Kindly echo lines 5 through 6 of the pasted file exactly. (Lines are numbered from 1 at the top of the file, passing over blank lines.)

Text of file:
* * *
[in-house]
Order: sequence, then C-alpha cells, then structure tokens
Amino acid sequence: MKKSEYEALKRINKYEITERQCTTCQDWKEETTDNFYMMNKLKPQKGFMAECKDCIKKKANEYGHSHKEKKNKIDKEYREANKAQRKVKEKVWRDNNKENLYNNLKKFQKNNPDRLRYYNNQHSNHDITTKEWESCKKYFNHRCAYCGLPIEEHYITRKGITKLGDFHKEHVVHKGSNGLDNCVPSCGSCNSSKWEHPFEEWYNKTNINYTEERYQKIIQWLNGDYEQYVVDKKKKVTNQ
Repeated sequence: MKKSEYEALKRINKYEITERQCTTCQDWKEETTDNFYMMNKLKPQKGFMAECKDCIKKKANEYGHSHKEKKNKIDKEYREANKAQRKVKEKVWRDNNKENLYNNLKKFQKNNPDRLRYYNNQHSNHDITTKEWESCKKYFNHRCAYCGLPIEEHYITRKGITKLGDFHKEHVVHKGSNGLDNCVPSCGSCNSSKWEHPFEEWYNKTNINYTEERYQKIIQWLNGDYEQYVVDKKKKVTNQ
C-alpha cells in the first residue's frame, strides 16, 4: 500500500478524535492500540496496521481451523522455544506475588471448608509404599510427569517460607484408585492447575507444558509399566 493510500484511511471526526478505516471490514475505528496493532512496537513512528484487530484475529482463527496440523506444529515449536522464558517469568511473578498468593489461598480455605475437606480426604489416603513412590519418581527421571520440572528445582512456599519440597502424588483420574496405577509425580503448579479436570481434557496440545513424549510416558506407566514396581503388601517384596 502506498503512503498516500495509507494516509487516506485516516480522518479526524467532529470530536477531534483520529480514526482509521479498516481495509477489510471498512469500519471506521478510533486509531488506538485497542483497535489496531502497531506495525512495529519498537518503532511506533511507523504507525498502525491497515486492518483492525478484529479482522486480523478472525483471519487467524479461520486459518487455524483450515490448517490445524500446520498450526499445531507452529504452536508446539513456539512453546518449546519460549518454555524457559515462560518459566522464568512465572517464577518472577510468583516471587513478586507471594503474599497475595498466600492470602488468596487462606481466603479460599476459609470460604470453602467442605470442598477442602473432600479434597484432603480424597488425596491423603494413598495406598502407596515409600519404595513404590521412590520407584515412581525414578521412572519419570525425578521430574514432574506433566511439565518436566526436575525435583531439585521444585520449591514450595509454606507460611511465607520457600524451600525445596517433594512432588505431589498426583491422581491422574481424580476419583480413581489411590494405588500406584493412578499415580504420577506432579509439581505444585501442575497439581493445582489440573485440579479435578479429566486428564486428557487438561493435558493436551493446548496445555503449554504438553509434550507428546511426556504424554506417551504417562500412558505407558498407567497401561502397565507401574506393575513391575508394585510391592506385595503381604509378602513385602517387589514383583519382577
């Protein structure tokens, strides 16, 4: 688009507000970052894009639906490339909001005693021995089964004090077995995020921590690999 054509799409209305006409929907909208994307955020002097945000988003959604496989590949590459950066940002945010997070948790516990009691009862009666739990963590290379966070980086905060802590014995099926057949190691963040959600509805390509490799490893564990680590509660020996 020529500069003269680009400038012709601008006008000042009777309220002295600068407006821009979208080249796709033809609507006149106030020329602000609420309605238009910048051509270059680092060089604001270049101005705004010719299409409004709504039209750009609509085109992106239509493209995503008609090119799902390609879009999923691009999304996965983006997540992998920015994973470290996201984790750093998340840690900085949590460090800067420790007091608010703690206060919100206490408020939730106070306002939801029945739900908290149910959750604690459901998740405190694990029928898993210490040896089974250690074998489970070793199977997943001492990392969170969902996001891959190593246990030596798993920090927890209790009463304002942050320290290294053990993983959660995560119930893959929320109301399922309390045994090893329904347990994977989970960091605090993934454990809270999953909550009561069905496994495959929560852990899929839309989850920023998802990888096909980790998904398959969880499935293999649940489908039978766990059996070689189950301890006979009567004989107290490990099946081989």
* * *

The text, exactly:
C-alpha cells in the first residue's frame, strides 16, 4: 500500500478524535492500540496496521481451523522455544506475588471448608509404599510427569517460607484408585492447575507444558509399566 493510500484511511471526526478505516471490514475505528496493532512496537513512528484487530484475529482463527496440523506444529515449536522464558517469568511473578498468593489461598480455605475437606480426604489416603513412590519418581527421571520440572528445582512456599519440597502424588483420574496405577509425580503448579479436570481434557496440545513424549510416558506407566514396581503388601517384596 502506498503512503498516500495509507494516509487516506485516516480522518479526524467532529470530536477531534483520529480514526482509521479498516481495509477489510471498512469500519471506521478510533486509531488506538485497542483497535489496531502497531506495525512495529519498537518503532511506533511507523504507525498502525491497515486492518483492525478484529479482522486480523478472525483471519487467524479461520486459518487455524483450515490448517490445524500446520498450526499445531507452529504452536508446539513456539512453546518449546519460549518454555524457559515462560518459566522464568512465572517464577518472577510468583516471587513478586507471594503474599497475595498466600492470602488468596487462606481466603479460599476459609470460604470453602467442605470442598477442602473432600479434597484432603480424597488425596491423603494413598495406598502407596515409600519404595513404590521412590520407584515412581525414578521412572519419570525425578521430574514432574506433566511439565518436566526436575525435583531439585521444585520449591514450595509454606507460611511465607520457600524451600525445596517433594512432588505431589498426583491422581491422574481424580476419583480413581489411590494405588500406584493412578499415580504420577506432579509439581505444585501442575497439581493445582489440573485440579479435578479429566486428564486428557487438561493435558493436551493446548496445555503449554504438553509434550507428546511426556504424554506417551504417562500412558505407558498407567497401561502397565507401574506393575513391575508394585510391592506385595503381604509378602513385602517387589514383583519382577
């Protein structure tokens, strides 16, 4: 688009507000970052894009639906490339909001005693021995089964004090077995995020921590690999 054509799409209305006409929907909208994307955020002097945000988003959604496989590949590459950066940002945010997070948790516990009691009862009666739990963590290379966070980086905060802590014995099926057949190691963040959600509805390509490799490893564990680590509660020996 020529500069003269680009400038012709601008006008000042009777309220002295600068407006821009979208080249796709033809609507006149106030020329602000609420309605238009910048051509270059680092060089604001270049101005705004010719299409409004709504039209750009609509085109992106239509493209995503008609090119799902390609879009999923691009999304996965983006997540992998920015994973470290996201984790750093998340840690900085949590460090800067420790007091608010703690206060919100206490408020939730106070306002939801029945739900908290149910959750604690459901998740405190694990029928898993210490040896089974250690074998489970070793199977997943001492990392969170969902996001891959190593246990030596798993920090927890209790009463304002942050320290290294053990993983959660995560119930893959929320109301399922309390045994090893329904347990994977989970960091605090993934454990809270999953909550009561069905496994495959929560852990899929839309989850920023998802990888096909980790998904398959969880499935293999649940489908039978766990059996070689189950301890006979009567004989107290490990099946081989």